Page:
Friday, July 12, 2024

Discovery Place Rebrands Museums and Unveils New Logos

Charlotte, NC, USA  Seventy years of science, exploration and wonder in Charlotte have a new look. Discovery Place, Inc. has unveiled a new brand identity with new logos, websites and name changes. The rebrand launched in celebration of the organization’s 70th anniversary, and was formally presented at the One Night Wonder anniversary celebration in uptown Charlotte.

The organization’s four regional museums – Discovery Place, Charlotte Nature Museum, Discovery Place KIDS-Huntersville and Discovery Place KIDS-Rockingham – as well multiple education, professional development and community outreach programs are being integrated under one brand called “Discovery Place,” a unified organization that provides STEM education to the Carolinas.


To provide greater clarity and connection to the whole organization, Discovery Place, the science museum at 301 N Tryon St., has been renamed Discovery Place Science; Charlotte Nature Museum at 1658 Sterling Road adjacent to Freedom Park is now Discovery Place Nature; and the two Discovery Place Kids museums in Huntersville and Rockingham will keep their names with some minor typeface updates and new logos.


“For 70 years, Discovery Place has been dedicated to fulfilling our community’s need for educational experiences in science, technology and nature, starting in 1946 when Charlotte Nature Museum first opened. Since then, we have grown to offer four distinct Museum experiences, multiple education and outreach programs and professional development training for educators throughout the region. We’ve expanded so broadly that our audiences were having a hard time understanding the full scope of our work. Rebranding all of our efforts under one collective identity not only better reflects who we are, but also helps us more effectively communicate with our visitors and community members about what we do and how we serve them,” said Catherine Wilson Horne, president and CEO of Discovery Place.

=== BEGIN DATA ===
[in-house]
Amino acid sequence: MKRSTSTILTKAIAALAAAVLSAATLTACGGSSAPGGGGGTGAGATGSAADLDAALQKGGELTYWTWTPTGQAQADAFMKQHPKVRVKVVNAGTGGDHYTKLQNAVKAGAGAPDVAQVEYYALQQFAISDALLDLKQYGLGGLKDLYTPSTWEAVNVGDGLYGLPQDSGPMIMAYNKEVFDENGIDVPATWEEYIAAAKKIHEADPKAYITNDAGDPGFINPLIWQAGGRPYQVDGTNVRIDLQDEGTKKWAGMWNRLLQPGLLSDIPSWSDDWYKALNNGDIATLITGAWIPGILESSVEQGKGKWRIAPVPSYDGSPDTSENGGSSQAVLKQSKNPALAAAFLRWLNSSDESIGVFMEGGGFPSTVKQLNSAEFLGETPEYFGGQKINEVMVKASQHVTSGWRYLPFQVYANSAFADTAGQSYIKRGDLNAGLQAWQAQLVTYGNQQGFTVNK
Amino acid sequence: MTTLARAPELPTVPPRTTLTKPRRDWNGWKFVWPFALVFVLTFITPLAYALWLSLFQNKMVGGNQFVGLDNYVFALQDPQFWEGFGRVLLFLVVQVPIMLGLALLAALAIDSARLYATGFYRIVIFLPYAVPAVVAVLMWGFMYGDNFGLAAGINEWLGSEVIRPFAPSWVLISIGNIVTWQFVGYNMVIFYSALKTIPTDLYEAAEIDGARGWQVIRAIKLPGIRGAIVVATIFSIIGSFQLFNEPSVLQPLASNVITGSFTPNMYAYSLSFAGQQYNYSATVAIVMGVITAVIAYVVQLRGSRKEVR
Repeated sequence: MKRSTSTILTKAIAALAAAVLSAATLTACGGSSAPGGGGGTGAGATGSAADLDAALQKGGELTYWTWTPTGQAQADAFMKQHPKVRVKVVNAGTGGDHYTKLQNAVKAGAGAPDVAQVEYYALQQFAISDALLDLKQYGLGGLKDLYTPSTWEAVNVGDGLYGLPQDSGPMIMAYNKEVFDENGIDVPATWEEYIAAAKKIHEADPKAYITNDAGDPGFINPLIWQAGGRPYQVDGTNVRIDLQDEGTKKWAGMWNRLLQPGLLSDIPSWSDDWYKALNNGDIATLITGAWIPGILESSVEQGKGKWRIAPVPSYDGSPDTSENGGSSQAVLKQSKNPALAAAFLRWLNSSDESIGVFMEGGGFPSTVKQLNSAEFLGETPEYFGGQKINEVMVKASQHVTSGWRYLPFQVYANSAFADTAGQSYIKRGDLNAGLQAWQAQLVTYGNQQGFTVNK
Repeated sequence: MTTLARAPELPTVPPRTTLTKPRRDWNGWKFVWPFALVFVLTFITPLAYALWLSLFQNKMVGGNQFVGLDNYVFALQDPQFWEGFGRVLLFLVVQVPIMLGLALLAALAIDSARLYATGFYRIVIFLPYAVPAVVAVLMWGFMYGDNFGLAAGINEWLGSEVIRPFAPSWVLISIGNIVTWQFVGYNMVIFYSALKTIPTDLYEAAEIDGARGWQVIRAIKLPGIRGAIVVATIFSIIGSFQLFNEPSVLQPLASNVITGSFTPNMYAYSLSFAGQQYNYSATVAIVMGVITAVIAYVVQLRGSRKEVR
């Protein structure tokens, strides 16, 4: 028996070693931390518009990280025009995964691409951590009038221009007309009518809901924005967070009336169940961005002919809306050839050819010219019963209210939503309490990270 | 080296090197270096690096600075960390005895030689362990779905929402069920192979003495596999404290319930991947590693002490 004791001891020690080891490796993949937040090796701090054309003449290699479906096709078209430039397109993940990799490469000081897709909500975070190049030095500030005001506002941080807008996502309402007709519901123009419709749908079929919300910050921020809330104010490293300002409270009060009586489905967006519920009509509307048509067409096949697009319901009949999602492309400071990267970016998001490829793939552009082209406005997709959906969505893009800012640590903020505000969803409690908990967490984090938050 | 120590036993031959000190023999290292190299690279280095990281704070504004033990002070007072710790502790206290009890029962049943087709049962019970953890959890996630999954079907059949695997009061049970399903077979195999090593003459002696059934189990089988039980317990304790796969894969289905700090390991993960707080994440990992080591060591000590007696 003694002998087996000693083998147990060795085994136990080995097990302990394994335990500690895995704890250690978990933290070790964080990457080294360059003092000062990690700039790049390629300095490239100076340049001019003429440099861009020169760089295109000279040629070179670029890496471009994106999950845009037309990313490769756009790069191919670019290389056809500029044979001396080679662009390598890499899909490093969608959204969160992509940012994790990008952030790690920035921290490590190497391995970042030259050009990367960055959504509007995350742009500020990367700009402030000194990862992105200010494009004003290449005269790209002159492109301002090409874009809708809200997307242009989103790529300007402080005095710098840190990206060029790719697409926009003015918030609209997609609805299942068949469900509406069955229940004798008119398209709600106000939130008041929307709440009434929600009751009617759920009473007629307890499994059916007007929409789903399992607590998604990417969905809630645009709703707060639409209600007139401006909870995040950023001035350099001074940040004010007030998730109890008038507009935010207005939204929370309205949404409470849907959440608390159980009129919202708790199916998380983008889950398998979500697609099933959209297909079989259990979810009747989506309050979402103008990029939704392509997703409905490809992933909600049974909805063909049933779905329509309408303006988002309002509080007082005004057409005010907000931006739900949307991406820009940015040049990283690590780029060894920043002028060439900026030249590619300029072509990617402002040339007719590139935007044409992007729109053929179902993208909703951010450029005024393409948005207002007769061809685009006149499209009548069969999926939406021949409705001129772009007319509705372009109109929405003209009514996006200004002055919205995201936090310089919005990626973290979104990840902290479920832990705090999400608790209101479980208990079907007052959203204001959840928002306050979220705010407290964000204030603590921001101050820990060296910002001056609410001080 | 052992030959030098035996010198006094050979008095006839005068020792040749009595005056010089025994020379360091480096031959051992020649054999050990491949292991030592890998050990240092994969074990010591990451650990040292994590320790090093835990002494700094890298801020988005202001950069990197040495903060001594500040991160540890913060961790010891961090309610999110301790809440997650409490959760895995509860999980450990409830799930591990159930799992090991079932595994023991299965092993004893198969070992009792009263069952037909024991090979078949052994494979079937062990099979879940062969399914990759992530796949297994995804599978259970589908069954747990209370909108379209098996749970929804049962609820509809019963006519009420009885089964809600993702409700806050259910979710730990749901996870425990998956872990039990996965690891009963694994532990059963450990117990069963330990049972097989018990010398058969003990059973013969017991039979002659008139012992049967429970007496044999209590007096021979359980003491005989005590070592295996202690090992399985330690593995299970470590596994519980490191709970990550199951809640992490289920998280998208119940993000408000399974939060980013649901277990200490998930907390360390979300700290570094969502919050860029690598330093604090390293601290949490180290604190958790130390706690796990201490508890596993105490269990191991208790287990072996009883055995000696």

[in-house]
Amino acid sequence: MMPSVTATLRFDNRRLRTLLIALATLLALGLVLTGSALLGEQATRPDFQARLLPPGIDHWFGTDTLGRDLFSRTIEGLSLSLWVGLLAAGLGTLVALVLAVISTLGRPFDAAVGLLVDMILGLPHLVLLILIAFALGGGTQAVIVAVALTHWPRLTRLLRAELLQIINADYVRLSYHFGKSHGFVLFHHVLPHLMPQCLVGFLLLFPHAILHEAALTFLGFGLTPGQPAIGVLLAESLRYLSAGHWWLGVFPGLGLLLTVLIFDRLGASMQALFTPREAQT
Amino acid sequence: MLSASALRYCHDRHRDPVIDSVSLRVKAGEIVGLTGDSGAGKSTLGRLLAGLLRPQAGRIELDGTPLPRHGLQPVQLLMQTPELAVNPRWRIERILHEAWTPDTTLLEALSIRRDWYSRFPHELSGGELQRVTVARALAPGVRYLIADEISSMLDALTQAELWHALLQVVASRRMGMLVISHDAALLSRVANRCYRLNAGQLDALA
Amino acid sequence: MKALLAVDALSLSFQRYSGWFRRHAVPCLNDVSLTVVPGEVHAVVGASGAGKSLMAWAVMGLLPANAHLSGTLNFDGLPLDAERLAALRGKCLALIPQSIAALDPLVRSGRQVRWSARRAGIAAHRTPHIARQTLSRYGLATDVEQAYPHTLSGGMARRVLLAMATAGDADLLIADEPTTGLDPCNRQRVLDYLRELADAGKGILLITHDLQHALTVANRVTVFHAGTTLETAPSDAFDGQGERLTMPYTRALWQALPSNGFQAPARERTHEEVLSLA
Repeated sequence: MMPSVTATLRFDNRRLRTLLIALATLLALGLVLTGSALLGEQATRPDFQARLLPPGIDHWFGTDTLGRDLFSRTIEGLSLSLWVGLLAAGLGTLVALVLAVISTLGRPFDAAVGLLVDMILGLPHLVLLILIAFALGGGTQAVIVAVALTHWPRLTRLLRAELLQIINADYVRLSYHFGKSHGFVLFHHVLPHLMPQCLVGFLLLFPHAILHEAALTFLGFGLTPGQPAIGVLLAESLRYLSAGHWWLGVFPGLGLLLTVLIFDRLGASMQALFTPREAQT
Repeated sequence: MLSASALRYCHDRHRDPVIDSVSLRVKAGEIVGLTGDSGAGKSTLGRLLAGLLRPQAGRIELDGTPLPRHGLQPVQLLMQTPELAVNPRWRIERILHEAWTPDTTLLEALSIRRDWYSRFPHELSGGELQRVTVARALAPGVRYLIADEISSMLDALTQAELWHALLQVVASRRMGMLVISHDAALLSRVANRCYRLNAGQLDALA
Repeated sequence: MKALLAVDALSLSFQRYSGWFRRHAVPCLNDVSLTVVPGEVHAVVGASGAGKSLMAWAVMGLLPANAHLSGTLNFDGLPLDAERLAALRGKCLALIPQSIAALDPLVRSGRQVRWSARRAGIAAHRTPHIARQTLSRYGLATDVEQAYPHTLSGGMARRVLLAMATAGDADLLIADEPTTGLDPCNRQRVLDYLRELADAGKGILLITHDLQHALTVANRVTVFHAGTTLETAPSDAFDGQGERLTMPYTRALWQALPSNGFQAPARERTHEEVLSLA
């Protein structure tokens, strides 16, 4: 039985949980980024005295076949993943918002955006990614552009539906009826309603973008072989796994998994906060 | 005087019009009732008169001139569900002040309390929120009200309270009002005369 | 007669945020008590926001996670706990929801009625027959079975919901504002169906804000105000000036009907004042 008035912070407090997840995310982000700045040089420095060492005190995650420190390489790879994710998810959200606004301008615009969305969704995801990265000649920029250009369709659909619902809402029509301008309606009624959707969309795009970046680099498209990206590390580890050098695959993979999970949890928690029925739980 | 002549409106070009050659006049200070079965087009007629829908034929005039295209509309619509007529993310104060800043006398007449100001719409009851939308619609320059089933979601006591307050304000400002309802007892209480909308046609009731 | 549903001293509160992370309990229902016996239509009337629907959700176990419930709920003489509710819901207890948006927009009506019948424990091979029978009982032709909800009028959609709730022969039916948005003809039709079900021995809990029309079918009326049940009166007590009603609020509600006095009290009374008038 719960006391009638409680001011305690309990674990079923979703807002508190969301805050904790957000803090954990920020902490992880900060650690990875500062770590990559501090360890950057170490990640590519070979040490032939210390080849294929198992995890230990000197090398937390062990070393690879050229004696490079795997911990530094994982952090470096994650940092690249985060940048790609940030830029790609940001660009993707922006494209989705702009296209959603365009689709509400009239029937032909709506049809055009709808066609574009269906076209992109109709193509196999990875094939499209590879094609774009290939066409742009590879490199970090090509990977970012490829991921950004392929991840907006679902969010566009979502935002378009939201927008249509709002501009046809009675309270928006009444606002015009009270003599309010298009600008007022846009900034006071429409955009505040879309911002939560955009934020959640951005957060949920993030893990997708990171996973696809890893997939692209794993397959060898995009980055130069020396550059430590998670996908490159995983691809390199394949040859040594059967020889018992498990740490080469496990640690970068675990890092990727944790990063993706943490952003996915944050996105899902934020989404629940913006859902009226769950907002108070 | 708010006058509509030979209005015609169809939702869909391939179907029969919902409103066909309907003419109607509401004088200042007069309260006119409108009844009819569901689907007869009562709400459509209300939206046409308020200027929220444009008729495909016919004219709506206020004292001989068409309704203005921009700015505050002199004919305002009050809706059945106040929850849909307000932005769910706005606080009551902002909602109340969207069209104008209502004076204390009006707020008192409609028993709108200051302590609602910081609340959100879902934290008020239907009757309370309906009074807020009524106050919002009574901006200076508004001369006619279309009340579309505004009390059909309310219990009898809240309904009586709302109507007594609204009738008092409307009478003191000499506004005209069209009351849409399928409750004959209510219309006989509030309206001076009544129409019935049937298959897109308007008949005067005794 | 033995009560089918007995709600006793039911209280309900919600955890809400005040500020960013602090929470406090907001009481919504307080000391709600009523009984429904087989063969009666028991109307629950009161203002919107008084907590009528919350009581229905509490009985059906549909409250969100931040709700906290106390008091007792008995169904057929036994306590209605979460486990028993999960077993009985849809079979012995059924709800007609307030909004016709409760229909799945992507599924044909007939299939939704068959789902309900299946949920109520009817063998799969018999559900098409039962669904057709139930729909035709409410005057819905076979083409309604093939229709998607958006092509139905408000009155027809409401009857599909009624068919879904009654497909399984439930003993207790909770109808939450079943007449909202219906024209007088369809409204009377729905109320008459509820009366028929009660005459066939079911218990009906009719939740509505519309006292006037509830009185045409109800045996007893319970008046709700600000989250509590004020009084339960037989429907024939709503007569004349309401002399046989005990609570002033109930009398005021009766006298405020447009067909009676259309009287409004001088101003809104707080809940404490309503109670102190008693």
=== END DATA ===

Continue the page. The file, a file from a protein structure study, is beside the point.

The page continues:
Each Museum’s logo was given a fresh, modern update, and a new logo was created to represent the whole Discovery Place organization. Discovery Place’s logo continues to pay homage to the impossible triangle, also known as the Penrose triangle. This optical illusion icon has represented the company for 35 years since Discovery Place Science first opened on N Tryon St in 1981.


“We wanted to keep the impossible triangle at our core, but also represent how the organization has grown over the past 70 years. The new colored loop symbolizes all of the expanded initiatives and parts that make us whole,” said Debra Smul, Vice President, Marketing and Communication of Discovery Place. “By bringing our brands together, we want Discovery Place to be recognized as a unified educational experience that you can have at one of our Museums, in your school or out in the community.”


Discovery Place will introduce its new identity to the public with an advertising campaign, We Wonder. Do You?Developed in collaboration with Charlotte creative agency Wray Ward, the campaign is centered on curiosity, encouraging people to wonder about the world around them and to use the lens of science to build understanding.The new campaign celebrates the human need to explore, investigate and ask questions to help interpret the world.

Visitors can see the new brand rolled out on newly redesigned websites at Discovery Place collaborated with Charlotte digital marketing agency Union to create the fresh sites. Visitors will enjoy simplified navigation, filtered searches that customize the Museum experience for each guest’s interests and mobile optimization.

Joe Kleiman
Joe Kleiman
Raised in San Diego on theme parks, zoos, and IMAX films, InPark's Senior Correspondent Joe Kleiman would expand his childhood loves into two decades as a projectionist and theater director within the giant screen industry. In addition to his work in commercial and museum operations, Joe has volunteered his time to animal husbandry at leading facilities in California and Texas and has played a leading management role for a number of performing arts companies. Joe previously served as News Editor and has remained a contributing author to InPark Magazine since 2011. HIs writing has also appeared in Sound & Communications, LF Examiner, Jim Hill Media, The Planetarian, Behind the Thrills, and MiceChat His blog, takes an unconventional look at the attractions industry. Follow on twitter @ThemesRenewed Joe lives in Sacramento, California with his wife, dog, and a ghost.

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